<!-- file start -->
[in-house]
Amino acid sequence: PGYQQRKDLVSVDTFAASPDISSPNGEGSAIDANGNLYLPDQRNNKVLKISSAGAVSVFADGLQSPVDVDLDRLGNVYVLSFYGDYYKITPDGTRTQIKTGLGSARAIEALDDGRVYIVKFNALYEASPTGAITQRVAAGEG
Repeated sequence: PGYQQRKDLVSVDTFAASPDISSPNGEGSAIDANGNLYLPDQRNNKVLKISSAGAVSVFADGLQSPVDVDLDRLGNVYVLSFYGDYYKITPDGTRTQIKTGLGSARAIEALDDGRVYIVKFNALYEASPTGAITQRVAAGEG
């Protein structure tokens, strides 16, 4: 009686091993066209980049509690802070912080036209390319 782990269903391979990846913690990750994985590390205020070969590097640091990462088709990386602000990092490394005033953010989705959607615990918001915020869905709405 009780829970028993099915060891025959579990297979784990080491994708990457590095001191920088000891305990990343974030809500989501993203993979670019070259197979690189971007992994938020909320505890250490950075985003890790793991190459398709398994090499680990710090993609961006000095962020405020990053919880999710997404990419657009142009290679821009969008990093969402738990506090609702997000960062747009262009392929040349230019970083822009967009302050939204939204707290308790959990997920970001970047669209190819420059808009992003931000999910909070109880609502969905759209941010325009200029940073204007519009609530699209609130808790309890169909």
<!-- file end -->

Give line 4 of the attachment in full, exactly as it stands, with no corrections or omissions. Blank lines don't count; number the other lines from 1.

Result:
């Protein structure tokens, strides 16, 4: 009686091993066209980049509690802070912080036209390319 782990269903391979990846913690990750994985590390205020070969590097640091990462088709990386602000990092490394005033953010989705959607615990918001915020869905709405 009780829970028993099915060891025959579990297979784990080491994708990457590095001191920088000891305990990343974030809500989501993203993979670019070259197979690189971007992994938020909320505890250490950075985003890790793991190459398709398994090499680990710090993609961006000095962020405020990053919880999710997404990419657009142009290679821009969008990093969402738990506090609702997000960062747009262009392929040349230019970083822009967009302050939204939204707290308790959990997920970001970047669209190819420059808009992003931000999910909070109880609502969905759209941010325009200029940073204007519009609530699209609130808790309890169909």